Meredith Perry

How searching the Internet helped a 22-year-old invent wireless electricity

Read More
It’s not about where the information is, it’s about how you use the tools

Kathleen Supové

The NYC performance artist who’s radically reinventing the piano recital

Read More
I like pieces that are virtuosic, that show off the piano and what it can do, and are awe-inspiring

Corinne Joachim Sanon

The chocolatier bringing social change to Haiti and bean-to-bar chocolate to the world

Read More
Seeing the poverty surrounding me and the lack of jobs and opportunity bothered me

Cynthia Breazeal

How an emotional, empathetic robot named Jibo stands to revolutionize communication

Read More
The thing that's so provocative about social robots is that it's fundamentally a community technology

Joshua Harker

Pushing the boundaries of sculpture with intricate 3D printing

Read More
My intent was to explore and depict the architecture of the imagination, to interpret and share forms evident in the mind’s eye

Marcus Weller

Using technology to turn motorcycle helmet design on its head

Read More
I was taken aback both by the number of people that doubted it, and by the equally large number of people that got behind it

Pauline van Dongen

The Dutch designer blazing the wearable technology path

Read More
I’m fascinated by concepts of change, movement, energy and perception; since they are closely related to the way we experience the world

Leopoldine Huyghues Despointes

The young filmmaker and non-profit founder who just wants people to follow their dreams

Read More
I feel confident and ready to accomplish so much more, the movement is on

Douglas Riboud + Justin Guilbert

How a mission to create great coconut water led to a whole new way of doing business

Read More
We’ve made a conscious decision to be as transparent and honest as we can, and let people decide for themselves

Alex Kalman

The tiny museum in Manhattan that’s redefining museums

Read More
The mission is to put this small simple and powerful tool into the hands of as many people as possible

Roxie Darling

From un-shampoo to transgender identity, the NYC colorist boldly defining the next chapter of hair

Read More
Hair color is as much a science as it is a craft

George Arriola and Monohm

An heirloom electronic for the post-smartphone era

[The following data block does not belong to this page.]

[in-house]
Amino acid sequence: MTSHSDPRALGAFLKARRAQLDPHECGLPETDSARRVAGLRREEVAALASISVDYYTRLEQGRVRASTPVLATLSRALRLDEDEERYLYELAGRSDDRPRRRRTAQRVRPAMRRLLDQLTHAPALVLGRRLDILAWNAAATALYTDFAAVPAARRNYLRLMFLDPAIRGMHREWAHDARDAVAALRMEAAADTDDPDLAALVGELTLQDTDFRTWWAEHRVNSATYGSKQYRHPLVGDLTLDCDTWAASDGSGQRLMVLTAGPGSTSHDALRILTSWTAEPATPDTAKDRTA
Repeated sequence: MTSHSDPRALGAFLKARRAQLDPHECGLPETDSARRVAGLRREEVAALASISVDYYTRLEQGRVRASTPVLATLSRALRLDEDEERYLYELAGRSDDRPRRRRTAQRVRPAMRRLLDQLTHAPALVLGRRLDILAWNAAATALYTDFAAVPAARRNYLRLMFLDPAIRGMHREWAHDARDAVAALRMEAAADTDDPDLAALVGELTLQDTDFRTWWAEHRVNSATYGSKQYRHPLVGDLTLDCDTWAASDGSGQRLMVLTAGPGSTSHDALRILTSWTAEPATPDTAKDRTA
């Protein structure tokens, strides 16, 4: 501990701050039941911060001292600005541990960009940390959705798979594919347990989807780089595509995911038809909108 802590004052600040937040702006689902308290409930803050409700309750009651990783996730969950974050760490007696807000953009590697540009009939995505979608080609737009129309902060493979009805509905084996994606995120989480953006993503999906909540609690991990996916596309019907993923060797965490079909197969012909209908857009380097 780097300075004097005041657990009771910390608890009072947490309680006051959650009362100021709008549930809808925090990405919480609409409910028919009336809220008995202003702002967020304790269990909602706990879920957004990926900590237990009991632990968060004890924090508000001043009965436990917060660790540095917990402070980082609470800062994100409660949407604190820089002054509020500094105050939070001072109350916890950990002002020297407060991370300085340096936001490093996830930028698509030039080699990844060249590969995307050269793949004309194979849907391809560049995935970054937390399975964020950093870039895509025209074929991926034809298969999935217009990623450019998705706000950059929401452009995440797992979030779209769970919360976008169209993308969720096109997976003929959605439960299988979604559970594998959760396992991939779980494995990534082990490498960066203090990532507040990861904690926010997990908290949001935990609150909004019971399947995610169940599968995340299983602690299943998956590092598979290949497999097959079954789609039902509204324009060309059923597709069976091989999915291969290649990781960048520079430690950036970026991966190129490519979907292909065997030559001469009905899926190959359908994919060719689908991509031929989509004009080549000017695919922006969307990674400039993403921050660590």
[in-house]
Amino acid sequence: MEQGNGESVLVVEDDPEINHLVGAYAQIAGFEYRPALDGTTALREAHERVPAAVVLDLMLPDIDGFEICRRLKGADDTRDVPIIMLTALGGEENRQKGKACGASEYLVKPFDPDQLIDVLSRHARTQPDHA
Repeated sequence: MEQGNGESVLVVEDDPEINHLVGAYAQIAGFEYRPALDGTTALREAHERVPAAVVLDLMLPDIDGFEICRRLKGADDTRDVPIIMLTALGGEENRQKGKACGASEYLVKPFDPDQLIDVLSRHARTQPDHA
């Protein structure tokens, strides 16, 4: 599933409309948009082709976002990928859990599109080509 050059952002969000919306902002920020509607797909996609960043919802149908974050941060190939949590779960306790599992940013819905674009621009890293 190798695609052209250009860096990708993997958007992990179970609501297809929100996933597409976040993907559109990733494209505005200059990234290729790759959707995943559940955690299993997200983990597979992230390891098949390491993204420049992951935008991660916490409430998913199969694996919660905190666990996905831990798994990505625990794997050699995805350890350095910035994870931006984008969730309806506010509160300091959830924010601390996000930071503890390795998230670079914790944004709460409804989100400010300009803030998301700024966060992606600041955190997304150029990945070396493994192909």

Read More
We agonized during the design process as all hyper-obsessed craftspeople should

Melissa Kushner

Addressing the needs of orphans and vulnerable children in Malawi through microenterprise

Read More
Poverty is complicated, there is an increasing temptation and pressure in the development space to oversimplify things

Kegan Schouwenburg

Revolutionizing orthotics through 3D-printed insoles

Read More
What orthotics do is they effectively change the geometry of what your alignment is like

Vanessa Newman

Redesigning pregnancy for the post-gender generation with Butchbaby & Co.

Read More
I want my customers to feel comfortable and unchanged, in that becoming pregnant didn't take away from or compromise their identity

Lulu Mickelson

A civic leader bringing change to NYC through design

Read More
Human-centered design is one of the many tools that we can use to better engage the public

Eelke Plasmeijer

The locally driven restaurant that’s upending Balinese food culture

Read More
We really try to keep things simple and let the produce do the talking

LaToya Ruby Frazier

Documenting the slow, troubling change in Braddock, Pennsylvania

Read More
I am not a journalist, I am a conceptual documentary artist using my visual expression for building narratives that are unseen and unheard

Sarah Kunst

The entrepreneur single-handedly changing the landscape for women in tech

Read More
People who live on a planet that is half women but can never seem to find any when they need one, I have solved your problem

Tal Danino

The bioengineer who’s programming DNA to fight cancer

Read More
[Manipulating genes] is very new, people are just learning how to program these organisms

Dan Barasch + James Ramsey

A quest to make the future brighter—underground

Read More
We both share a passion for groundbreaking technology and a shared love of New York

Matt Kenyon

Fusing art and technology to disrupt concepts of corporate America

Read More
I want the work to live in the world and circulate, so it can generate more dialogue
Loading More...